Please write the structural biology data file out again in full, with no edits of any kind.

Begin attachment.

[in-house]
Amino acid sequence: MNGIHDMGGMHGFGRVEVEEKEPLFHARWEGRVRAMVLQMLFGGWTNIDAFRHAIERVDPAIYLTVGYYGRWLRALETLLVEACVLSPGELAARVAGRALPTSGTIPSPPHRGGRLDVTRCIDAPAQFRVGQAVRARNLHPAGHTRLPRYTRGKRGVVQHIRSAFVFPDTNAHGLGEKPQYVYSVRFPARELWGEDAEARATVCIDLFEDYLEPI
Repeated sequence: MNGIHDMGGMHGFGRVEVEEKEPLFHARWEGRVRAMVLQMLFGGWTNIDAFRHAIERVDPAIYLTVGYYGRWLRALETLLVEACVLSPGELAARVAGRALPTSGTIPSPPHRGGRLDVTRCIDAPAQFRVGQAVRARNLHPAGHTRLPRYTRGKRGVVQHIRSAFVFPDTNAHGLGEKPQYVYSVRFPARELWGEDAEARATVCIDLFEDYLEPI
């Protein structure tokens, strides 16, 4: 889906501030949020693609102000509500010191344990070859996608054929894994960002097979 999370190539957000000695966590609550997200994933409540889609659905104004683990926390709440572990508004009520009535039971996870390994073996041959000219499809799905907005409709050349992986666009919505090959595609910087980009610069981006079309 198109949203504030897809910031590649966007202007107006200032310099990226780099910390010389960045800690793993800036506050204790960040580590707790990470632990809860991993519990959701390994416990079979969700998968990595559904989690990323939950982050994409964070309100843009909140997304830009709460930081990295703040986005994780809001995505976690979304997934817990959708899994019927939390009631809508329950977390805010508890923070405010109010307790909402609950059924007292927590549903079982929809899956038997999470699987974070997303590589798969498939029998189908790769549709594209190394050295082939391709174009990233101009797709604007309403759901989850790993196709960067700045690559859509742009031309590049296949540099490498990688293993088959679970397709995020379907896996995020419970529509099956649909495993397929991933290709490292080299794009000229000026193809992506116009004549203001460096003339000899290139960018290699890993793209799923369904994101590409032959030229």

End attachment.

[in-house]
Amino acid sequence: MNGIHDMGGMHGFGRVEVEEKEPLFHARWEGRVRAMVLQMLFGGWTNIDAFRHAIERVDPAIYLTVGYYGRWLRALETLLVEACVLSPGELAARVAGRALPTSGTIPSPPHRGGRLDVTRCIDAPAQFRVGQAVRARNLHPAGHTRLPRYTRGKRGVVQHIRSAFVFPDTNAHGLGEKPQYVYSVRFPARELWGEDAEARATVCIDLFEDYLEPI
Repeated sequence: MNGIHDMGGMHGFGRVEVEEKEPLFHARWEGRVRAMVLQMLFGGWTNIDAFRHAIERVDPAIYLTVGYYGRWLRALETLLVEACVLSPGELAARVAGRALPTSGTIPSPPHRGGRLDVTRCIDAPAQFRVGQAVRARNLHPAGHTRLPRYTRGKRGVVQHIRSAFVFPDTNAHGLGEKPQYVYSVRFPARELWGEDAEARATVCIDLFEDYLEPI
């Protein structure tokens, strides 16, 4: 889906501030949020693609102000509500010191344990070859996608054929894994960002097979 999370190539957000000695966590609550997200994933409540889609659905104004683990926390709440572990508004009520009535039971996870390994073996041959000219499809799905907005409709050349992986666009919505090959595609910087980009610069981006079309 198109949203504030897809910031590649966007202007107006200032310099990226780099910390010389960045800690793993800036506050204790960040580590707790990470632990809860991993519990959701390994416990079979969700998968990595559904989690990323939950982050994409964070309100843009909140997304830009709460930081990295703040986005994780809001995505976690979304997934817990959708899994019927939390009631809508329950977390805010508890923070405010109010307790909402609950059924007292927590549903079982929809899956038997999470699987974070997303590589798969498939029998189908790769549709594209190394050295082939391709174009990233101009797709604007309403759901989850790993196709960067700045690559859509742009031309590049296949540099490498990688293993088959679970397709995020379907896996995020419970529509099956649909495993397929991933290709490292080299794009000229000026193809992506116009004549203001460096003339000899290139960018290699890993793209799923369904994101590409032959030229």